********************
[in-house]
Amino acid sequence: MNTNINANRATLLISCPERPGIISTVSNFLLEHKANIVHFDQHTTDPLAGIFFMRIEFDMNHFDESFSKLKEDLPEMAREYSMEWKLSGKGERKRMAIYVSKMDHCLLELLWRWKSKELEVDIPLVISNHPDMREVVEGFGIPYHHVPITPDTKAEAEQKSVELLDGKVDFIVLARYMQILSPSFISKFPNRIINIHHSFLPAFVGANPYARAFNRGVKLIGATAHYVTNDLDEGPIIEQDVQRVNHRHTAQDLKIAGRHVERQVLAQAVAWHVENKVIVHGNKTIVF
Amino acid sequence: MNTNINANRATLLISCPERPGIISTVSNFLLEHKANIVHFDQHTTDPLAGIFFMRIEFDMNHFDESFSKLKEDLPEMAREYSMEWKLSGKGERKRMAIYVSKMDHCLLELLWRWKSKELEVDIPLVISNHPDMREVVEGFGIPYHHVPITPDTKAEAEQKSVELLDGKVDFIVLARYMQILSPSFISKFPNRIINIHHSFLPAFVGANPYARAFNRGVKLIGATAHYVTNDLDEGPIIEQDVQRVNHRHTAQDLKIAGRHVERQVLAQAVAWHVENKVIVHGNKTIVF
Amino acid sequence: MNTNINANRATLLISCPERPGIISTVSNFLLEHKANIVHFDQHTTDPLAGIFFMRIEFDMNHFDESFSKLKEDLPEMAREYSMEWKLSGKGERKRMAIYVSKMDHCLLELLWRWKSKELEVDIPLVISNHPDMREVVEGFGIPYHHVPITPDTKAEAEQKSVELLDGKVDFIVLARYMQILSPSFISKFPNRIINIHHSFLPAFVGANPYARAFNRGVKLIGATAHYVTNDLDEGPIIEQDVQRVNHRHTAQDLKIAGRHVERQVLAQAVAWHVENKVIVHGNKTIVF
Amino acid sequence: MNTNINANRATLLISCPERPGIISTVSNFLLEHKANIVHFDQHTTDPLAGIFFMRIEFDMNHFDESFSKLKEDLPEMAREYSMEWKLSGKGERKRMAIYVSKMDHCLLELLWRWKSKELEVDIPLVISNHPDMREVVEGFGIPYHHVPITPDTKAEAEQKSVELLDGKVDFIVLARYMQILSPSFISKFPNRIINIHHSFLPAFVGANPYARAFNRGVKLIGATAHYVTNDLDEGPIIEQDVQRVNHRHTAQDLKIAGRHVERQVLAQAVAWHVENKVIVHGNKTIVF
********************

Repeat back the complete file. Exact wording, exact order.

[in-house]
Amino acid sequence: MNTNINANRATLLISCPERPGIISTVSNFLLEHKANIVHFDQHTTDPLAGIFFMRIEFDMNHFDESFSKLKEDLPEMAREYSMEWKLSGKGERKRMAIYVSKMDHCLLELLWRWKSKELEVDIPLVISNHPDMREVVEGFGIPYHHVPITPDTKAEAEQKSVELLDGKVDFIVLARYMQILSPSFISKFPNRIINIHHSFLPAFVGANPYARAFNRGVKLIGATAHYVTNDLDEGPIIEQDVQRVNHRHTAQDLKIAGRHVERQVLAQAVAWHVENKVIVHGNKTIVF
Amino acid sequence: MNTNINANRATLLISCPERPGIISTVSNFLLEHKANIVHFDQHTTDPLAGIFFMRIEFDMNHFDESFSKLKEDLPEMAREYSMEWKLSGKGERKRMAIYVSKMDHCLLELLWRWKSKELEVDIPLVISNHPDMREVVEGFGIPYHHVPITPDTKAEAEQKSVELLDGKVDFIVLARYMQILSPSFISKFPNRIINIHHSFLPAFVGANPYARAFNRGVKLIGATAHYVTNDLDEGPIIEQDVQRVNHRHTAQDLKIAGRHVERQVLAQAVAWHVENKVIVHGNKTIVF
Amino acid sequence: MNTNINANRATLLISCPERPGIISTVSNFLLEHKANIVHFDQHTTDPLAGIFFMRIEFDMNHFDESFSKLKEDLPEMAREYSMEWKLSGKGERKRMAIYVSKMDHCLLELLWRWKSKELEVDIPLVISNHPDMREVVEGFGIPYHHVPITPDTKAEAEQKSVELLDGKVDFIVLARYMQILSPSFISKFPNRIINIHHSFLPAFVGANPYARAFNRGVKLIGATAHYVTNDLDEGPIIEQDVQRVNHRHTAQDLKIAGRHVERQVLAQAVAWHVENKVIVHGNKTIVF
Amino acid sequence: MNTNINANRATLLISCPERPGIISTVSNFLLEHKANIVHFDQHTTDPLAGIFFMRIEFDMNHFDESFSKLKEDLPEMAREYSMEWKLSGKGERKRMAIYVSKMDHCLLELLWRWKSKELEVDIPLVISNHPDMREVVEGFGIPYHHVPITPDTKAEAEQKSVELLDGKVDFIVLARYMQILSPSFISKFPNRIINIHHSFLPAFVGANPYARAFNRGVKLIGATAHYVTNDLDEGPIIEQDVQRVNHRHTAQDLKIAGRHVERQVLAQAVAWHVENKVIVHGNKTIVF